|並列篇名||The Renaissance Movement of Chinese Buddhism by Master Sheng Yen: Focusing on the Chinese Ch’an Buddhism he established|
|關鍵字||漢傳禪佛教 、 如來藏 、 無我 、 話頭 、 默照 、 止觀 、 Chinese Ch'an Buddhism 、 Tathāgatagarbha 、 No-self 、 Hua-t'ou 、 Mo-chao 、 Calming and Contemplation|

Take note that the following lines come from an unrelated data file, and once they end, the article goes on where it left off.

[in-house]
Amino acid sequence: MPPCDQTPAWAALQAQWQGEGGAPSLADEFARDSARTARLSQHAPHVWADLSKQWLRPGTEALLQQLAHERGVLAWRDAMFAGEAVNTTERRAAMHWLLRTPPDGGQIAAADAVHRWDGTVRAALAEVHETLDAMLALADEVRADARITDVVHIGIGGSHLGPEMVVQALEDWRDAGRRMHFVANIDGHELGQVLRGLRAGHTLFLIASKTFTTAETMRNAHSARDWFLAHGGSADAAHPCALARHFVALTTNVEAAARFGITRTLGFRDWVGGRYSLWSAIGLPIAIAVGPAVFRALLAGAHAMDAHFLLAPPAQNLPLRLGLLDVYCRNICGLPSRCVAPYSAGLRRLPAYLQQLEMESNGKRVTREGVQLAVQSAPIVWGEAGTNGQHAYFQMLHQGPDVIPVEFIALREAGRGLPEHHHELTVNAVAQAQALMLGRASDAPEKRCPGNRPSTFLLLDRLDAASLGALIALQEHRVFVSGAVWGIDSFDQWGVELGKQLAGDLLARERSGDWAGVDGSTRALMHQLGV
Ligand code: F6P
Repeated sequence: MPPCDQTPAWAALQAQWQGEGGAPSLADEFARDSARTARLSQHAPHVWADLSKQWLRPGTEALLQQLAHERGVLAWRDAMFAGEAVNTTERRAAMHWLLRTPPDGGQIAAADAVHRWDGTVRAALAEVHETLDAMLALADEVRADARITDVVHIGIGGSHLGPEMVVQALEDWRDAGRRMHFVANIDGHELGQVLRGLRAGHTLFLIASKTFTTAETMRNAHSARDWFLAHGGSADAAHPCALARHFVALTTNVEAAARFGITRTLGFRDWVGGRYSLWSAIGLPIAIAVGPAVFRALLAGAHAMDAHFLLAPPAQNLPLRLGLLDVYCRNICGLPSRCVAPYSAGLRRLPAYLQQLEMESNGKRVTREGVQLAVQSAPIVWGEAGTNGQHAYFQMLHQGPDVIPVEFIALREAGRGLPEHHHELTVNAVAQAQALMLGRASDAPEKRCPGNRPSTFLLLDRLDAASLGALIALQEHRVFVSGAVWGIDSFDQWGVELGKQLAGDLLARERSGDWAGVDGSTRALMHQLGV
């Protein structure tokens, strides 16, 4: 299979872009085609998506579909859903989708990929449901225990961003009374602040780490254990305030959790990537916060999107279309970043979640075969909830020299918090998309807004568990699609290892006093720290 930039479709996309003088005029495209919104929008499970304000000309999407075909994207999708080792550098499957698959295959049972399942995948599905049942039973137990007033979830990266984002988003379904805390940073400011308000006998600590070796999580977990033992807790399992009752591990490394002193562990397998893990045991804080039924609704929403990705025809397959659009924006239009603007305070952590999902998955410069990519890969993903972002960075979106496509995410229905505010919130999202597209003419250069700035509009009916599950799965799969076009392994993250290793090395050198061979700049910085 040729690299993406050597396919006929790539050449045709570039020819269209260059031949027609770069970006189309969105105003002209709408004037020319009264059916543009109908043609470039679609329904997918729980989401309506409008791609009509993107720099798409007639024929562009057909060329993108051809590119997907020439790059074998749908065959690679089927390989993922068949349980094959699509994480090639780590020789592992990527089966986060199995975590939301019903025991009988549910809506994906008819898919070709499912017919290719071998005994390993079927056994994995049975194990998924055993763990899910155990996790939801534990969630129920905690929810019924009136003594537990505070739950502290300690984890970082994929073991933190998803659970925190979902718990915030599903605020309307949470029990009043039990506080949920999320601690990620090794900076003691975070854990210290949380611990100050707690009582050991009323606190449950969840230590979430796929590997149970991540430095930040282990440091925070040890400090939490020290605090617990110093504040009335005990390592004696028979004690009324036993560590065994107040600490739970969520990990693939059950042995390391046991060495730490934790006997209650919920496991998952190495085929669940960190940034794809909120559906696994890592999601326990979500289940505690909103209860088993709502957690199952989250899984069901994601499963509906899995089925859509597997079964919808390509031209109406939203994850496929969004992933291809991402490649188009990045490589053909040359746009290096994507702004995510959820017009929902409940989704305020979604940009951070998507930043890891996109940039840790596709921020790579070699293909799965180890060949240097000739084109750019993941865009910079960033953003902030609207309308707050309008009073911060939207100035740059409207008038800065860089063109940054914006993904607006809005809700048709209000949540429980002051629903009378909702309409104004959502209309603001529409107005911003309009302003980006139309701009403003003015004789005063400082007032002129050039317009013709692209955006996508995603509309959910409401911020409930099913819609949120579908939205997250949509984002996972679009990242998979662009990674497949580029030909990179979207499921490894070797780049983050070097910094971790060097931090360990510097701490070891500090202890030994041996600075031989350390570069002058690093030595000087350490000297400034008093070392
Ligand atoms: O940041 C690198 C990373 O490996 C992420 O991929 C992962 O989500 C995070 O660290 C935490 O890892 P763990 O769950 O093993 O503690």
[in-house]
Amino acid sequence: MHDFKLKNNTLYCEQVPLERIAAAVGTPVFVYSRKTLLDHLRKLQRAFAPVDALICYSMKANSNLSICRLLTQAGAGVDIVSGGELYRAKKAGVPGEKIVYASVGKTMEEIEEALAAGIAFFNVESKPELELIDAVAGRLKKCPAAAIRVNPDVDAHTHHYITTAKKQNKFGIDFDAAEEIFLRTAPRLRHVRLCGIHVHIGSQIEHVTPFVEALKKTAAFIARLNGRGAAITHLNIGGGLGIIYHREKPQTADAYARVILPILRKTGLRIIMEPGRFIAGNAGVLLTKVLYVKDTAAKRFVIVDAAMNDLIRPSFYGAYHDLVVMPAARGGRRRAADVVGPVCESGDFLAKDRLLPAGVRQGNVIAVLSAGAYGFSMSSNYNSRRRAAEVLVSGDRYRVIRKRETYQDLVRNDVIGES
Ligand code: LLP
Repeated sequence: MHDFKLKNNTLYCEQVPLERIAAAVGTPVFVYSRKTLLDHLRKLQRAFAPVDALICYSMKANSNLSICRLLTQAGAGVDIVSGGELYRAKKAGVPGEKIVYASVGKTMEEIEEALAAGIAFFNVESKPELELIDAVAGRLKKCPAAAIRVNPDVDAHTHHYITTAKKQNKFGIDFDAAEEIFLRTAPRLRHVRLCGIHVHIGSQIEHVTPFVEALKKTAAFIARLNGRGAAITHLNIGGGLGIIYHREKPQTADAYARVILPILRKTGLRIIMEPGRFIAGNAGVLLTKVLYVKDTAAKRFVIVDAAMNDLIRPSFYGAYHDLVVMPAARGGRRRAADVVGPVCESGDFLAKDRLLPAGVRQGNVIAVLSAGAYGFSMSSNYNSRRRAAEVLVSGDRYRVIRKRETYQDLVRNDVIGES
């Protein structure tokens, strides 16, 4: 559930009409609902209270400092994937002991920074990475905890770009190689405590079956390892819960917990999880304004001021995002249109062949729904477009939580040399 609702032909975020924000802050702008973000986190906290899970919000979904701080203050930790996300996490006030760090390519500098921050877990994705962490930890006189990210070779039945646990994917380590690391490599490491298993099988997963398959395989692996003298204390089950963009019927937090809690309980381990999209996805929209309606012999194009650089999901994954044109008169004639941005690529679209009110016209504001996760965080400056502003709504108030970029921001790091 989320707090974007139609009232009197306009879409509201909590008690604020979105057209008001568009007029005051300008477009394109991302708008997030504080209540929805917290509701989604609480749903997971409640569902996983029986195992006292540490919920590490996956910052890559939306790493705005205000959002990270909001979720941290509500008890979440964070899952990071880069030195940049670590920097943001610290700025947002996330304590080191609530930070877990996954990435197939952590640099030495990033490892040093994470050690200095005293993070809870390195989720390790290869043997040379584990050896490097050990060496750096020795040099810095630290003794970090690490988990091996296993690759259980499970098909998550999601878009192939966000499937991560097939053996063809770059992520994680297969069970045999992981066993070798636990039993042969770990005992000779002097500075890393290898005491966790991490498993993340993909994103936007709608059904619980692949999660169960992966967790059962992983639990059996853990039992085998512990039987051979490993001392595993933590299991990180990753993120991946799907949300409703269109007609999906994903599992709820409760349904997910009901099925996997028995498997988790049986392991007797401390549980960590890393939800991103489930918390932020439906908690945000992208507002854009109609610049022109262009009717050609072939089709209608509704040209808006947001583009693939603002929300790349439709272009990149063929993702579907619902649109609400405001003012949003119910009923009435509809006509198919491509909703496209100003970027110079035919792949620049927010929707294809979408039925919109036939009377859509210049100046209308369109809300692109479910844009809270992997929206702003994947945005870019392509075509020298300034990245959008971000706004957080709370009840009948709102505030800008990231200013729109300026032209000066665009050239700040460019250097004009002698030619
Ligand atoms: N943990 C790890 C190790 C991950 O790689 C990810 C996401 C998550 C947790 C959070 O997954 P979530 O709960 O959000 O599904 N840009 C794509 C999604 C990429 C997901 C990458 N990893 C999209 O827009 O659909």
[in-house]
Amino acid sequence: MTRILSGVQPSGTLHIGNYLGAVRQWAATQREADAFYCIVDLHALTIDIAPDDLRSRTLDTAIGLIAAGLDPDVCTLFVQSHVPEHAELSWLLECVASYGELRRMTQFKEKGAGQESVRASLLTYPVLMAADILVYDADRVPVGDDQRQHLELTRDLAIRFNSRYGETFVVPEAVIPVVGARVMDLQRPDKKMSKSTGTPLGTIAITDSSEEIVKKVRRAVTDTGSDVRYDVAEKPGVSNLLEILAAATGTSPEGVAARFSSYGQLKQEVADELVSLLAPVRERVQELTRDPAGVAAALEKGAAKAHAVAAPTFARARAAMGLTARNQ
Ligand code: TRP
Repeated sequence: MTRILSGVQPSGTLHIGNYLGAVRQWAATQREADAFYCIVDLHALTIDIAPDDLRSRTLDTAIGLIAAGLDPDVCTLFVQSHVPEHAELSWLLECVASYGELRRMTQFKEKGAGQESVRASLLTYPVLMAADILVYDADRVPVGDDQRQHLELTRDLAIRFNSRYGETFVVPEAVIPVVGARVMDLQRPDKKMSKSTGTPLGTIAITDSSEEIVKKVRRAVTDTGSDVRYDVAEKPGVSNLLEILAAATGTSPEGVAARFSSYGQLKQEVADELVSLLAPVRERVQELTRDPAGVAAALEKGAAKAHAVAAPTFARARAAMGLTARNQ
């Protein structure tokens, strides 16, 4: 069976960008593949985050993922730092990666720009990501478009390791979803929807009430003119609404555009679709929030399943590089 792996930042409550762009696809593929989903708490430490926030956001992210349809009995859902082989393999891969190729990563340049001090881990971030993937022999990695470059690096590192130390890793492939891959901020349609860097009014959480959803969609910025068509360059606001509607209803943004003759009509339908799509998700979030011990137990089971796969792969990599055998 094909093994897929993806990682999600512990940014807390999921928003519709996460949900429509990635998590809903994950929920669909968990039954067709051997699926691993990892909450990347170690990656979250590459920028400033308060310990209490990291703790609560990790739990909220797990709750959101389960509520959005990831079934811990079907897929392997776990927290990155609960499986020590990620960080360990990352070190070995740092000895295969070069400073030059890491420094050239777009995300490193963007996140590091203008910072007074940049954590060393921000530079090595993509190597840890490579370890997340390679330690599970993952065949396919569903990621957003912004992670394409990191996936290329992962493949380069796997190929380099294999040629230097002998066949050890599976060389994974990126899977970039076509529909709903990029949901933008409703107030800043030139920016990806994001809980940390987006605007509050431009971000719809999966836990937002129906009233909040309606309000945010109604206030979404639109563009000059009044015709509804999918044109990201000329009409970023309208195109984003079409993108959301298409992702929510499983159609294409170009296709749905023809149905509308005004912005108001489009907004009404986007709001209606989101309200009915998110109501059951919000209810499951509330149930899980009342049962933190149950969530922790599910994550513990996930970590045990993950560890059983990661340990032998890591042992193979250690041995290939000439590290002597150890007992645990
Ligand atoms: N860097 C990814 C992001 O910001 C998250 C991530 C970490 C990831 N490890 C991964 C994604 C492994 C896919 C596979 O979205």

Transmitted to China in Eastern Han Dynasty (25-220) and entered its prosperous time in Wei, Jin and the Southern and Northern Dynasties (265-589) periods, Chinese Buddhism reached its heyday in Sui and Tang Dynasties (581-907) and started its decline in Southern Song Dynasty (1127-1297). For almost a thousand years since then, it’s been more or less at a low ebb, though it had a momentary revival in the late Ming Dynasty (1368- 1644) due to the efforts and influences of the Four Main Buddhist Masters of that era. Since the Industry Revolution in 18th Century, the situation of the world had been greatly changed, so as the international affairs. Yet, due to the Manchu Court’s policy of isolationism, China became a conquered and victimized territory of the Great Powers. Populace were hard pressed and trampled, and the nation’s on the brink of collapse under the crush of Western inroads and encroachments. No exception to the Chinese Buddhism as well. It’s not until early 20th century when Master T'ai Hsü (1890-1947) made a clarion call to advocate the modernization of Chinese Buddhism after his travelling aboard for studying the conditions of Buddhism overseas, the light of reformation and renewal of the Buddhism has been seen once again. Along with the three-generation master-disciple lineage, from Master T'ai Hsü, Venerable Tung Ch'u (1908-1977) to Master Sheng Yen (1930-2009), the vision and mission of Modern Chinese Buddhism were passed through, commencing from Humanistic Buddhism to the promotion and development of Pure Land on Earth. Master T'ai Hsü stated that the unique characteristic of Chinese Buddhism lied in Ch'an (Zen) School. Master Sheng Yen not only inherited Venerable Hsü Yün’s (1840-1959) concept and methods of Ch'an lineage, merely as a monk, he also travelled aboard to study in Japan for years and received his Master and Doctorate degrees. He believed that Buddhist education is the key and foundation to the revival of the Chinese Buddhism in the long run. For more than twenty years, he’d been dedicating himself in establishing advanced Buddhism colleges. These colleges were finally accepted as formal national education institutions. Moreover, Master Sheng Yen also dedicating himself in dharma preaching, promotion of Ch'an practices, writing books of Buddhism and establishing the Dharma Dram Mountain Sangha and the Practice Center. These all showed his strong determination to revive the Chinese Ch'an Buddhism, and to have it transmitted worldwide. In his speech given to the Millennium World Peace Summit of Religious and Spiritual Leaders held at UN in 2000, he promoted the idea of Spiritual Environmental Protection. He urged people all over the world to use that as a key guide for achieving permanent world peace, and received resounding approval and praise from the participants. We may say that Master Sheng Yen’s great forethought and his profound influences and contributions to world came from his compassion and wisdom rooted in Chinese Ch'an Buddhism. Full text includes four parts. First: A historical analysis of Buddhism development, form modern to contemporary age, and its current situation. Second: A further discussion on “The crisis and the opportunity of contemporary Buddhism,” from the cultural perspective. Third: A clarification of “The theoretical basics of the Chinese Ch'an Buddhism,” by tracing back from the sutra and sastra of Indian Buddhism to the practice and philosophy of Chinese Buddhism. Finally: “On Master Sheng Yen’s Renaissance Movement of Chinese Ch'an Buddhism,” a conclusive inference on Master Sheng Yen’s systems of thought regarding Ch'an practice and cultivation.